You'll find exceptionally good regional cuisine from Shimane Prefecture and very reasonable prices at this old-fashioned izakaya. The menu showcases fish and seafood flown in from the region as well as local-style dishes prepared from heirloom breeds of pork and chicken. There's also a good selection of Shimane craft sake, with a friendly staff who are happy to advise you on your selection.
As with many good izakaya, the sashimi platter of the day is an excellent place to start; here it's served with wasabi root that you grate yourself and three varieties of soy sauce. Other quick-to-arrive dishes for the hungry diner include the colorful vegetable and crabmeat salad, and the very tasty cold grilled Mochibuta pork in sesame dressing, served salad-style with greens and lots of raw onions. Cucumber with miso dip is served with a rather sweet, very chunky miso that's studded with unblended bits of bean - a refreshing variation on this classic izakaya dish.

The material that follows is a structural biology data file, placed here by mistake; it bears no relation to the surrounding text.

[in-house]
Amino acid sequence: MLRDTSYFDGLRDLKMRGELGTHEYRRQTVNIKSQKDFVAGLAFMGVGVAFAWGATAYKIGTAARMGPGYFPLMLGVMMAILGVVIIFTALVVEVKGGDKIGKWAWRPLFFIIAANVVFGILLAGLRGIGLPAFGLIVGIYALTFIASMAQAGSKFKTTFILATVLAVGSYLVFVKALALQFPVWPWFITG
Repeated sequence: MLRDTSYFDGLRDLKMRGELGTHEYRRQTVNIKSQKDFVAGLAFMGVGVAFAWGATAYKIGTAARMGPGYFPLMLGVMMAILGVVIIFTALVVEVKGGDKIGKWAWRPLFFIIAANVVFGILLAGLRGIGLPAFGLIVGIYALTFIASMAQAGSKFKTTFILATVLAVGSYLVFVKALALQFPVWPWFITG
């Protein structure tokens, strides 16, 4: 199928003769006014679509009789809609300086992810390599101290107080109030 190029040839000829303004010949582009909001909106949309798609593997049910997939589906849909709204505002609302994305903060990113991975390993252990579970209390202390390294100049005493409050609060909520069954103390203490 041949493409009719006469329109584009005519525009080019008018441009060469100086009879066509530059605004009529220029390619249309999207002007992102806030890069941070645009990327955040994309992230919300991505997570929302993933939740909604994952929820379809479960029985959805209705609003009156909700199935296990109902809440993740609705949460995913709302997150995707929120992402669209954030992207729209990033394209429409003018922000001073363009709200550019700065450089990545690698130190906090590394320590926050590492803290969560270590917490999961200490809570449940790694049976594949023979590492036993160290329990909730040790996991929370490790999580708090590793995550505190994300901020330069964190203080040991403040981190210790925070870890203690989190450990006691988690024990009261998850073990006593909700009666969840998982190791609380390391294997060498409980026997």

The grilled chicken is more of a production number - Daisen-dori (a flavorful heirloom breed) seasoned with spicy yuzu-kosho and cooked over a portable grill right at your table. The results are flavorful and very tender - adjectives that could also describe the garlicky ika-geso kara-age (deep-fried squid tentacles). Another highlight is the satsuma-age (fritters) made from flying fish - not the least bit oily, but well balanced and pleasantly crunchy with various vegetable bits mixed into the batter.
The sake list features twelve brands from small craft breweries, most priced in the Y800 per glass range. (If you order 1-go it comes in a glass, while 2-go servings come in a tokkuri to serve the table.) More adventurous drinkers may wish to try the Shimane-ken wine - red and white are each Y630 per glass. The restaurant is affiliated with the Shimane-ken Prefectural antenna shop next door, which helps explain the abundance of freshly imported ingredients and the very reasonable prices. Budget around Y3500-4500 per person for ample food and drink; party plans are also available.
by Robb Satterwhite
This book will introduce you to more than twenty of Japan's favorite specialty foods that are less well known abroad, along with a guide to the best places in Tokyo to try them and expert tips on what to order. From Bento.com.